managed the decline better than some of its
rivals. Its shipments of computers slipped 1.4% in the second quarter, to 12.6 million, compared with a decline of 11% in the overall market, according to IDC. As a result, Lenovo overtook Hewlett-Packard and become the world’s largest PC maker in the period. That helped Lenovo post a 23% increase in net income, to $174 million, for its financial first quarter, which ended in June. The results were above analysts’ expectations.
Despite the solid performance of the PC division, company executives have taken to calling Lenovo a PC-plus company. Yang stuck with a previous forecast that the company would sell 50 million smartphones and 10 million tablets in the current quarter. But he acknowledged that Lenovo still had work to do in getting out the message about its mobile devices in markets beyond China. “We still need to invest in the branding, we still need to invest in the channel and network building,” he said.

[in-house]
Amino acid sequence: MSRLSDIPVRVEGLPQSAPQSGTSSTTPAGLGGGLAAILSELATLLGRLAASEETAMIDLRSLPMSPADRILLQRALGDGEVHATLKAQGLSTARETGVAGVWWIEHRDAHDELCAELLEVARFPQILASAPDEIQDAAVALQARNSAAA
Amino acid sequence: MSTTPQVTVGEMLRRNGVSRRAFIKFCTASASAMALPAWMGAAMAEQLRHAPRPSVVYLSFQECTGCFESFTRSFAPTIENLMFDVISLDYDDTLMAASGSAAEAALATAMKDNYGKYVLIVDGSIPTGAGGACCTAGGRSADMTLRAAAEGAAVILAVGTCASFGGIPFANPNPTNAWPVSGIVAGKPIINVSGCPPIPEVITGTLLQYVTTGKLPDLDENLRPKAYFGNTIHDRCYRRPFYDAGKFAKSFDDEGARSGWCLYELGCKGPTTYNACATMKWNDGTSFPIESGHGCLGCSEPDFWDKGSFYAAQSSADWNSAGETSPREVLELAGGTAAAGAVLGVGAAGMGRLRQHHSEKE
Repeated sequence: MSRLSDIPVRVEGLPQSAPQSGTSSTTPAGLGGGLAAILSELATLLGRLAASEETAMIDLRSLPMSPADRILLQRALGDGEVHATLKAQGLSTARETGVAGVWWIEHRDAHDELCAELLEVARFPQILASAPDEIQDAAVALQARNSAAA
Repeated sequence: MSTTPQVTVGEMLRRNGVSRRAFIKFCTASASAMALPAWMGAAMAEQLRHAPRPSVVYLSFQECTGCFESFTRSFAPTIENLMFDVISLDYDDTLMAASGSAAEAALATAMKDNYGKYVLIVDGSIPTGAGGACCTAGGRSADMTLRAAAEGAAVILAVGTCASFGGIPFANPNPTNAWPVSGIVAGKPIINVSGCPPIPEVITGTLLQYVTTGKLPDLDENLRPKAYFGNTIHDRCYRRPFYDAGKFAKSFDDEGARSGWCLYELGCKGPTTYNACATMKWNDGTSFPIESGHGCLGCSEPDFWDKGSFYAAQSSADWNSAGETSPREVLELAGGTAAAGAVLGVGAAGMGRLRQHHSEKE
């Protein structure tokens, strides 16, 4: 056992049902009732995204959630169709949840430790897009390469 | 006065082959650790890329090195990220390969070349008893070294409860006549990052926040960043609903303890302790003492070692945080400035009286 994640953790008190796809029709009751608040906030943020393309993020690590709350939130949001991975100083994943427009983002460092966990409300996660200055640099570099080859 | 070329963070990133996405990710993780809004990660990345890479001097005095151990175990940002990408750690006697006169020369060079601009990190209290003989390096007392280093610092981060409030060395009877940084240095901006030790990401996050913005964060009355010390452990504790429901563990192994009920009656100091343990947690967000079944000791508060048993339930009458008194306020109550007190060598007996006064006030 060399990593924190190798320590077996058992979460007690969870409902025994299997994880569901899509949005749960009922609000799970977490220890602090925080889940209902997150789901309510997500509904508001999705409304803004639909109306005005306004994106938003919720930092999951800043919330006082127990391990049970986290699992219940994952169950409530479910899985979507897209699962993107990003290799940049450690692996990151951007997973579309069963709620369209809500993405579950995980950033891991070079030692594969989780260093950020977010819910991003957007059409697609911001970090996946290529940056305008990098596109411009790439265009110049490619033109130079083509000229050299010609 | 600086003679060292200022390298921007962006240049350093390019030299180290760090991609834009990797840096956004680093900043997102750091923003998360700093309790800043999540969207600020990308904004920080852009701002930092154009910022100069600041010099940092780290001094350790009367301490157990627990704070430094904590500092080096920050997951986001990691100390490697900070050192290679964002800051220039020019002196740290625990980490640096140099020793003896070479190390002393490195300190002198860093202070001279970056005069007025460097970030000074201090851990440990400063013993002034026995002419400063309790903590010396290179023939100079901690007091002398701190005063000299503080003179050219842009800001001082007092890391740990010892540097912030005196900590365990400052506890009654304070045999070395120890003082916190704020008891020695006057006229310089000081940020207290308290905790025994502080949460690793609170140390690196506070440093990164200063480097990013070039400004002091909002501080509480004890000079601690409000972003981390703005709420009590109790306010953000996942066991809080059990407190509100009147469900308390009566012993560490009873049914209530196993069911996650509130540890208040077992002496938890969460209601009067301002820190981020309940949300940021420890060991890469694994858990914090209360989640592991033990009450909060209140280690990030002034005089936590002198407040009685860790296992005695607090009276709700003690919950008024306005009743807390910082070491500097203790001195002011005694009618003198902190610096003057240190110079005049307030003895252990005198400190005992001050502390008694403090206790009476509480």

In China, Lenovo’s mobile business is growing rapidly. Canalys, a research firm, said it had shipped 10.8 million smartphones there in the second quarter, second only to Samsung, with 15.5 million. That is a strong base from which to develop new phones for other price-conscious developing markets, analysts say.
“The whole dynamic favors Lenovo a lot,” said Jenny Lai, an analyst at HSBC. “If you are No. 2 in the largest market in the world, your suppliers will come to you.”